Amazing Face: How Sweet the Sound

Words by Eleanor Armstrong and Scarlett Owens

Graphic by Cat Yeong

It is undeniable that, as part of the ridiculously long list of high beauty standards set for women, skin plays a significant role in how we are perceived. Since our teenage years, skin is something that we often agonise about. Acne, dry patches, rashes, firmness or wrinkles can be a source of insecurity for many – both young and old. That’s not to mention the impact of ‘pigment’ – both in terms of ethnicity and the Australian tanning culture – on how you are treated.

Often viewed as a ‘face map’, good skin can be perceived as being symptomatic of wider lifestyle choices upon which women are also fiercely judged. It ties into notions of ‘natural beauty’; by having good skin, you supposedly look after yourself well. However, having good skin is down to a combination of factors which include class, time and knowledge. Being able to eat well and afford dermatological help is a privilege. Whether in the form of nutrient-dense organic foods, sheet masks or topical prescription ointments, not everyone has access to expensive quick-fix treatments.

This doesn’t even take into account the variability of what is considered to be ‘good skin’ as, like fashion, skin goes through its trends. Whether dewy or matte, bright or sallow, plump or taut, different mainstream preferences come and go. Being comfortable in your own skin is made even more difficult when many are at a loss as to what they should be aiming for. Of course, as the old saying goes, beauty is not just about the exterior – it’s what is inside, but one less insecurity doesn’t hurt either!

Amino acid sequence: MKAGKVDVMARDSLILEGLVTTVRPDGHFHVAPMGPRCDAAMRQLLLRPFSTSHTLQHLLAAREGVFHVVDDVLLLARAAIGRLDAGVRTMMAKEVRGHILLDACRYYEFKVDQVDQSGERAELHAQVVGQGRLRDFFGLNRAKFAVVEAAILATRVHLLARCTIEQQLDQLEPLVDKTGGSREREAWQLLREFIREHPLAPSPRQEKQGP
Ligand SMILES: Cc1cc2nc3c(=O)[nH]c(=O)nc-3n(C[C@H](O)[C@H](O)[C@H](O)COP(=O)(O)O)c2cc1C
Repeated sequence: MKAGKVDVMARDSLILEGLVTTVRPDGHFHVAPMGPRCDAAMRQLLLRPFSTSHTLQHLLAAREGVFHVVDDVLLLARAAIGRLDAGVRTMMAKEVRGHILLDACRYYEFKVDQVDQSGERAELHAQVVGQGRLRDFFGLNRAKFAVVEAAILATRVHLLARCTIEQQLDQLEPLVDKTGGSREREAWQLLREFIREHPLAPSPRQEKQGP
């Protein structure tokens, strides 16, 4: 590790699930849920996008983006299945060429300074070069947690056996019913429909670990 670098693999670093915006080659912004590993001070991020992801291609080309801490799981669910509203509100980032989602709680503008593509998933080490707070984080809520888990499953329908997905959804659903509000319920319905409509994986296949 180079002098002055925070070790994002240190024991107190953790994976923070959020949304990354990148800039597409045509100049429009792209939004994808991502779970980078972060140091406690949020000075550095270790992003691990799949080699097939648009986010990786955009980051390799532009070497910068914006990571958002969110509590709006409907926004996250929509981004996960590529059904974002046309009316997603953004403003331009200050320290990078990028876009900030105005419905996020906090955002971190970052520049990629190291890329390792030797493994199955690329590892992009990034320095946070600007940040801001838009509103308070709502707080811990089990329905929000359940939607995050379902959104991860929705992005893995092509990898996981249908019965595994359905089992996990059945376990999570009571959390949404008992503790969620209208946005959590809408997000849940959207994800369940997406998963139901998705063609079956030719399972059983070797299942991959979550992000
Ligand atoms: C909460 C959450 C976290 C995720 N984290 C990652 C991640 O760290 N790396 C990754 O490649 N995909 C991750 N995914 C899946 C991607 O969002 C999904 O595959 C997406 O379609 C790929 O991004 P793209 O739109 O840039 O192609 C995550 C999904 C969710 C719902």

With this in mind, we have below compiled a list of skin care tips that will see people from different walks of life being able to have access to the skin of their dreams (fingers crossed).


Know your skin type

Knowing your skin type is incredibly useful when trying to formulate an effective skincare routine. There are four main skin types:

  1. Normal (eudermic): when the skin’s water and oil content are well balanced
  2. Oily (sebaceous): when the skin produces excess sebum
  3. Dry (xerosis): when the skin does not produce enough sebum and lacks the lipids it needs to retain moisture
  4. Combination: when skin is oily, dry, and/or normal in specific areas (e.g. oily t-zone, dry cheeks etc.)


Getting the product order right

Ordering your products correctly is important to maximise the absorption of products into your skin. A good order is:

  1. Water solutions: a mixture of ingredients dissolved into water
  2. Emulsions: a combination of two liquids that don’t normally mix
  3. Anhydrous solution: base of the solution is not water or oil
  4. Oil solutions/oils
  5. Heavier creams

Check the ingredients list if you are not sure how and where in the above list you should layer your product. Some products must be used only in the morning, at night-time, or without other active ingredients. This is to ensure maximum effectiveness and safety for your skin, so make sure you always read the instructions!